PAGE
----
Guinness World Records

Guinness World Records, known from its inception in 1955 until 1999 as The Guinness Book of Records and in previous United States editions as The Guinness Book of World Records, is a reference book published annually, listing world records both of human achievements and the extremes of the natural world. The brainchild of Sir Hugh Beaver, the book was co-founded by twin brothers Norris and Ross McWhirter in Fleet Street, London, in August 1955.

Guinness World Records
EditorCraig Glenday[1]
CountryUnited Kingdom[2]
LanguageArabic, Bulgarian, Chinese, Croatian, Czech, Danish, Dutch, English, Estonian, Fijian, Filipino, Finnish, French, German, Greek, Gujarati, Hindi, Hebrew, Hungarian, Icelandic, Italian, Japanese, Korean, Latvian, Lithuanian, Norwegian, Persian, Polish, Portuguese, Romanian, Russian, Slovak, Slovene, Spanish, Swedish, Tamil, and Turkish
SubjectWorld records
PublisherJim Pattison Group
Published in English
27 August 1955 – present
Media type
  • Book
  • television
Websiteguinnessworldrecords.com

The first edition topped the best-seller list in the United Kingdom by Christmas 1955.[3] The following year the book was launched internationally, and as of the 2022 edition, it is now in its 67th year of publication, published in 100 countries and 23 languages, and maintains over 53,000 records in its database.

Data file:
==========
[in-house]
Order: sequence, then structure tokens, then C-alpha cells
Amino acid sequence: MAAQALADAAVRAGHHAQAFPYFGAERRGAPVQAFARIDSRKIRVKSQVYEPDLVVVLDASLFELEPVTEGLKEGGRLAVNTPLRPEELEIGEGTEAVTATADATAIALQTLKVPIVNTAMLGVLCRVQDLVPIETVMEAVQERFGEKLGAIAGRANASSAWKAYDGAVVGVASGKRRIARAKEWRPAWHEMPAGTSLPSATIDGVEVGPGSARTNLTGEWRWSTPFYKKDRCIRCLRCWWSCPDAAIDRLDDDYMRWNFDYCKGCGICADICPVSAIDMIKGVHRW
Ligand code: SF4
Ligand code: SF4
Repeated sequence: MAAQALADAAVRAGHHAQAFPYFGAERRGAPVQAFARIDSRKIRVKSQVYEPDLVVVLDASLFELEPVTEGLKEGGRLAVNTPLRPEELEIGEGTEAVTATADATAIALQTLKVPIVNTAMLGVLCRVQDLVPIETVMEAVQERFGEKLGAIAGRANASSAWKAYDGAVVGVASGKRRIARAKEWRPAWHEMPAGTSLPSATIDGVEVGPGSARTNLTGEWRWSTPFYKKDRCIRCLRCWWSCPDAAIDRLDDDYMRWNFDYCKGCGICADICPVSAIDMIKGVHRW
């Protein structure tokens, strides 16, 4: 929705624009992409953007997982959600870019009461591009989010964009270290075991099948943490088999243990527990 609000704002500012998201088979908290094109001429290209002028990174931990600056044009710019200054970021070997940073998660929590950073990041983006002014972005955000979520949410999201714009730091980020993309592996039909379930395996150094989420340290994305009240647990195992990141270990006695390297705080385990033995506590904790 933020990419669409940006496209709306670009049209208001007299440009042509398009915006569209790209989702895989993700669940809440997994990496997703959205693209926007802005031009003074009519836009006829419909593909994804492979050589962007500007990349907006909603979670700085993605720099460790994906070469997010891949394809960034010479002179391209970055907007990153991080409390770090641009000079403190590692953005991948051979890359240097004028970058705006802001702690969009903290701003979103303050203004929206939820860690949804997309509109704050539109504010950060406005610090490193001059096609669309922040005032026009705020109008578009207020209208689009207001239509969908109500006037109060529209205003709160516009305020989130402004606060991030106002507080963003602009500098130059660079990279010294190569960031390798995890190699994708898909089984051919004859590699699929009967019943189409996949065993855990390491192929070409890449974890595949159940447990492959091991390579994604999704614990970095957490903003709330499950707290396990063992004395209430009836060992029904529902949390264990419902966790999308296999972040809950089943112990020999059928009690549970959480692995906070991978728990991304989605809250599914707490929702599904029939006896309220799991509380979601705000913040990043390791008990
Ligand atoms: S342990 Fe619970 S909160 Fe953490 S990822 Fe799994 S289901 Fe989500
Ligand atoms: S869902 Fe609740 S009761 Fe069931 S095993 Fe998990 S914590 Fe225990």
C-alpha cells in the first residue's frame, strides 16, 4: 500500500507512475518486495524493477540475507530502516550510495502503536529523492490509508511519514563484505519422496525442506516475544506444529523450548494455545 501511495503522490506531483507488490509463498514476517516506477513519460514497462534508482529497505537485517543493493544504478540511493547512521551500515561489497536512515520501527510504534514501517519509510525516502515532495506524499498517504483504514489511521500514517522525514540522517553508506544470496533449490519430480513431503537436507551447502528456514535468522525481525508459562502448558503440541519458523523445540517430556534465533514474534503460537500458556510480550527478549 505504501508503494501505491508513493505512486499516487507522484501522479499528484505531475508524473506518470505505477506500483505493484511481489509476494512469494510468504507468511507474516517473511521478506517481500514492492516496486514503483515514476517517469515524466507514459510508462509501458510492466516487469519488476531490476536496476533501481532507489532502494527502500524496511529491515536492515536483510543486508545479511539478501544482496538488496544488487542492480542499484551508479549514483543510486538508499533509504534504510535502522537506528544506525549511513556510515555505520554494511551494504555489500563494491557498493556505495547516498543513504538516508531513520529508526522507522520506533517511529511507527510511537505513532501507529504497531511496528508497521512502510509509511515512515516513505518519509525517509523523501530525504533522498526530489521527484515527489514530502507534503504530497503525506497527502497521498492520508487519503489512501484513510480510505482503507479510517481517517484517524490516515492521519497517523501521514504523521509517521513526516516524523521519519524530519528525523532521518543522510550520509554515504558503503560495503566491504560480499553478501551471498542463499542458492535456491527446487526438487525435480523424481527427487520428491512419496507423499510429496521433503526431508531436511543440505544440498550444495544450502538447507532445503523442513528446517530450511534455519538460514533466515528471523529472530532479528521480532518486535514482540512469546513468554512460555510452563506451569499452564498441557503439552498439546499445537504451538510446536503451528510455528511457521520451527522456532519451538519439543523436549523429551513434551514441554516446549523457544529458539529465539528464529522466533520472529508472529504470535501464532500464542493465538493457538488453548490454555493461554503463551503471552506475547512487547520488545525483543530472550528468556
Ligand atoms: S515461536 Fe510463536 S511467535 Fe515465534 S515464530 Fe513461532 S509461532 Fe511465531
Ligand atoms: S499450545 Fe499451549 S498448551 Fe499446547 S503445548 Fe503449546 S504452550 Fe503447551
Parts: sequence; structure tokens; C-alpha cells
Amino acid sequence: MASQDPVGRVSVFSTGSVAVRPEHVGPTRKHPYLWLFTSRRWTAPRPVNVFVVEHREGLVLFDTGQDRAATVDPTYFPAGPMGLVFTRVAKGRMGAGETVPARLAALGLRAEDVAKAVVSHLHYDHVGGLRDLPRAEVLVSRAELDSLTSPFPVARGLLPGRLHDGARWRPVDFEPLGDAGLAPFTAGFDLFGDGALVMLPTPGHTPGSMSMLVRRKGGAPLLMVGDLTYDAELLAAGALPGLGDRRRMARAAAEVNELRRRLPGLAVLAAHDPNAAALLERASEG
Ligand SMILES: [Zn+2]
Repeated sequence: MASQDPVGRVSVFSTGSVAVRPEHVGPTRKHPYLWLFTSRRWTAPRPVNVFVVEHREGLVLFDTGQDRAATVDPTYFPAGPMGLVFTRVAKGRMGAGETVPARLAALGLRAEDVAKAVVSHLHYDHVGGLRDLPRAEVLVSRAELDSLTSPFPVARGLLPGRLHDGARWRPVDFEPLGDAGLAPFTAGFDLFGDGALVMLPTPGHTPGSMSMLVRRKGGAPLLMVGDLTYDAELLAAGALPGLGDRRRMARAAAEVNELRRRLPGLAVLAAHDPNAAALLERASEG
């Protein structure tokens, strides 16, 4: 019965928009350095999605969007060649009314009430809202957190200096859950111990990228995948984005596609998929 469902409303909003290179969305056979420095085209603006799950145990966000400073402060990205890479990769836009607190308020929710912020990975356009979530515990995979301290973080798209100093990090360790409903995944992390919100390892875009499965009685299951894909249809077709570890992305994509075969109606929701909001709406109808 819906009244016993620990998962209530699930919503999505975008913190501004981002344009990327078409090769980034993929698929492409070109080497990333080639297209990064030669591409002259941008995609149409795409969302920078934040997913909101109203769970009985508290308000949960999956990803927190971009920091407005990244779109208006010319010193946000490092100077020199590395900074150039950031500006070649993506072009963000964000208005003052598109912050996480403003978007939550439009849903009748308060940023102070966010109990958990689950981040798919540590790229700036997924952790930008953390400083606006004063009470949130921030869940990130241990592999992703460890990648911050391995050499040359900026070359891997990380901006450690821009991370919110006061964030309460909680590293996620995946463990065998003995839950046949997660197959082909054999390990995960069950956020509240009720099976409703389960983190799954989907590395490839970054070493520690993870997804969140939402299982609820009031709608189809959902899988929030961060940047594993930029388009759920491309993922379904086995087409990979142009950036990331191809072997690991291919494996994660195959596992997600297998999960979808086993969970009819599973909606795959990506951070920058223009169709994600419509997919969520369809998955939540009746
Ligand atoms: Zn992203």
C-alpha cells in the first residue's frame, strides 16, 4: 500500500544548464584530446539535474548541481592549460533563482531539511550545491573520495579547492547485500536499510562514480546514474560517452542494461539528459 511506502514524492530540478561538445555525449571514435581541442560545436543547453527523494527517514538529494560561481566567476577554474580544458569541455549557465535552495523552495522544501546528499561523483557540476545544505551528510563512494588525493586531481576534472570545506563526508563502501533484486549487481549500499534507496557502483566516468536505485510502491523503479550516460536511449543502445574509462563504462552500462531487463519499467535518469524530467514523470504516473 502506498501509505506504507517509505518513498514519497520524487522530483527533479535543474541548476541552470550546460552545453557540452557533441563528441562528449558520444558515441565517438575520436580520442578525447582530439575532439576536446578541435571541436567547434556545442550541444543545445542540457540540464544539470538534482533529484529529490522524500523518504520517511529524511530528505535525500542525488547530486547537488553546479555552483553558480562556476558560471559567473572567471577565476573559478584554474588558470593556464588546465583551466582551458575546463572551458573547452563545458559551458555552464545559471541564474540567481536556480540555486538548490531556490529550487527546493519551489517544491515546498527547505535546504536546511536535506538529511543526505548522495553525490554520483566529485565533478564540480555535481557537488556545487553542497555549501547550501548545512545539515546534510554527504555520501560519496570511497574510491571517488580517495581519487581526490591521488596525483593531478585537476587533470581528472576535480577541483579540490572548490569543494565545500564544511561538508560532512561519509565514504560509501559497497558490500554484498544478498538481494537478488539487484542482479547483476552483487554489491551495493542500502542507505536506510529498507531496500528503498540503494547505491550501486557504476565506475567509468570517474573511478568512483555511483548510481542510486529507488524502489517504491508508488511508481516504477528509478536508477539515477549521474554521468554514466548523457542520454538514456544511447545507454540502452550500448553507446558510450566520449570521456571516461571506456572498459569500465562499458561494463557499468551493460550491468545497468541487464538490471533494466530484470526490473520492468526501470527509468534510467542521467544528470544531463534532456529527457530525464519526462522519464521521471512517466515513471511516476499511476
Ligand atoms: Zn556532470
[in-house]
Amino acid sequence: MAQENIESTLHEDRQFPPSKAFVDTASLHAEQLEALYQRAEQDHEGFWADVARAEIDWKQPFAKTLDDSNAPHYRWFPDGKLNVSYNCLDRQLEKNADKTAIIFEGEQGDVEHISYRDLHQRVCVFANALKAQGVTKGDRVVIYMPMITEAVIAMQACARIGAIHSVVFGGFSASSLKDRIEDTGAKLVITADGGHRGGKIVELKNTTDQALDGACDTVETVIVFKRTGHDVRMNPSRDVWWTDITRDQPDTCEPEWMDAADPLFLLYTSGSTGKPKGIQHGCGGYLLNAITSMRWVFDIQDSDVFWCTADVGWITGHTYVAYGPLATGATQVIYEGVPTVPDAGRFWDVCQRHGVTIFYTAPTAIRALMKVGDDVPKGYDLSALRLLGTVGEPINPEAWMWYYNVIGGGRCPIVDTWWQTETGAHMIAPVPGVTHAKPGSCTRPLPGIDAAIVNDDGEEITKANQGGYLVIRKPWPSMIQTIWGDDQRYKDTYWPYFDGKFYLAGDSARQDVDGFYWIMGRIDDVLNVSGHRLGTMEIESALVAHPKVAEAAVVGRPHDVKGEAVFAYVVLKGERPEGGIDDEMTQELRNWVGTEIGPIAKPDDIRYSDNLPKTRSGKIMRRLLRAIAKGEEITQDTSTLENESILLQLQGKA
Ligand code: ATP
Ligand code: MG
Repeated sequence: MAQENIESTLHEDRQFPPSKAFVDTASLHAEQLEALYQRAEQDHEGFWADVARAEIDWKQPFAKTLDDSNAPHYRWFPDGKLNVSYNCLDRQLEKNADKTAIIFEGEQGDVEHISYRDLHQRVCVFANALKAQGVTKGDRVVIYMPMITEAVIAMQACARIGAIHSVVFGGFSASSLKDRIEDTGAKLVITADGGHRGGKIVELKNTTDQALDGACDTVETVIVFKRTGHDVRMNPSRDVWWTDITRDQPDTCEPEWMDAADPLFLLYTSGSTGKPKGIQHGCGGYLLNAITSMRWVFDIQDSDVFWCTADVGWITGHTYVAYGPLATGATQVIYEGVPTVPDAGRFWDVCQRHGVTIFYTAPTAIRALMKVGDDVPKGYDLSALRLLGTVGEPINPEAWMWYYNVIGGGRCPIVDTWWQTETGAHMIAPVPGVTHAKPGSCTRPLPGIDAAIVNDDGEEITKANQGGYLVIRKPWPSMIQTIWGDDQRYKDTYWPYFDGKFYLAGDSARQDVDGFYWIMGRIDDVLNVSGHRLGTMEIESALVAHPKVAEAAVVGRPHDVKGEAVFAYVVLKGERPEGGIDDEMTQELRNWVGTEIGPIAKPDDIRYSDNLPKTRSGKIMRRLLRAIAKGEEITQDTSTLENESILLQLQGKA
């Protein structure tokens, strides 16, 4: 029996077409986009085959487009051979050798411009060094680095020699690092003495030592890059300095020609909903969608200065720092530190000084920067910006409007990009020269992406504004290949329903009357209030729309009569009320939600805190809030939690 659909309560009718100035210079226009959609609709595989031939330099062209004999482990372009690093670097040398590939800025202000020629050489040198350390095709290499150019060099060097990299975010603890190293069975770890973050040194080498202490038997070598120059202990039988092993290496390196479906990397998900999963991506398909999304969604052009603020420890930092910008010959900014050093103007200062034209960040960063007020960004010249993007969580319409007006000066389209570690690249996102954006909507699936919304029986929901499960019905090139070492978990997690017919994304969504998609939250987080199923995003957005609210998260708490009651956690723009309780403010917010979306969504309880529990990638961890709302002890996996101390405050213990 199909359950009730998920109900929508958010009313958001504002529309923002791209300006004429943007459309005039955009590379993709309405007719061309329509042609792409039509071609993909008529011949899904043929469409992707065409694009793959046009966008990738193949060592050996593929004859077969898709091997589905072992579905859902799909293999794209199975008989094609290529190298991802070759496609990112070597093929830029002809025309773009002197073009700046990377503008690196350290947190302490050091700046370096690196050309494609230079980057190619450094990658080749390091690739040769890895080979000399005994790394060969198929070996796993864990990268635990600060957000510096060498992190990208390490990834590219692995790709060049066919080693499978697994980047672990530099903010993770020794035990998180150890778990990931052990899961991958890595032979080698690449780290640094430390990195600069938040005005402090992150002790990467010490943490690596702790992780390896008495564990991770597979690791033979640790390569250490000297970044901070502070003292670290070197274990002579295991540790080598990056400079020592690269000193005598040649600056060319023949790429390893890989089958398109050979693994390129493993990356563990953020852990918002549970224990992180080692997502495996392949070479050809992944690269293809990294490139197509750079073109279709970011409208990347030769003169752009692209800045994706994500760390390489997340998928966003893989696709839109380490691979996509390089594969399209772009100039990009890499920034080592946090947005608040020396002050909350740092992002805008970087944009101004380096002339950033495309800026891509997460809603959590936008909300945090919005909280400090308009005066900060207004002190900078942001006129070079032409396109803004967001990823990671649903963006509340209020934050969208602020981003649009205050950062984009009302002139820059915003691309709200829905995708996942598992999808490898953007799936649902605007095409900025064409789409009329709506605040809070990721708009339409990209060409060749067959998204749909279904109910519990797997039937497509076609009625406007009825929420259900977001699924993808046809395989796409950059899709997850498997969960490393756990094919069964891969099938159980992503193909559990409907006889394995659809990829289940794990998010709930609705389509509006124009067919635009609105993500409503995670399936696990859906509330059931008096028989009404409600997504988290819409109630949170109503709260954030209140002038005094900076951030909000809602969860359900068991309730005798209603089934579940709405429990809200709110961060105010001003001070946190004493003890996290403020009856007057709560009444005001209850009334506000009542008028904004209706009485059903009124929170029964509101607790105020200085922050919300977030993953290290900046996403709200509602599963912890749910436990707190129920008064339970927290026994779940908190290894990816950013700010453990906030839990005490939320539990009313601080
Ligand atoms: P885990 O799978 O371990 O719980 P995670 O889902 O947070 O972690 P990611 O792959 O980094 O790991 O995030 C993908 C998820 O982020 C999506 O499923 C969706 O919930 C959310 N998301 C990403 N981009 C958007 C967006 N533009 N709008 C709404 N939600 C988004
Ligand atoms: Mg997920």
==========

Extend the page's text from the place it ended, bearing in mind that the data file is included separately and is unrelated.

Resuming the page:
The international franchise has extended beyond print to include television series and museums. The popularity of the franchise has resulted in Guinness World Records becoming the primary international authority on the cataloguing and verification of a huge number of world records.[4][5][6][7] The organisation employs record adjudicators to verify the authenticity of the setting and breaking of records. Following a series of owners, the franchise has been owned by the Jim Pattison Group since 2008, with its headquarters moved to South Quay Plaza, Canary Wharf, London in 2017. Since 2008, Guinness World Records has orientated its business model toward inventing new world records as publicity stunts for companies and individuals, which has attracted criticism.[8][9][10]


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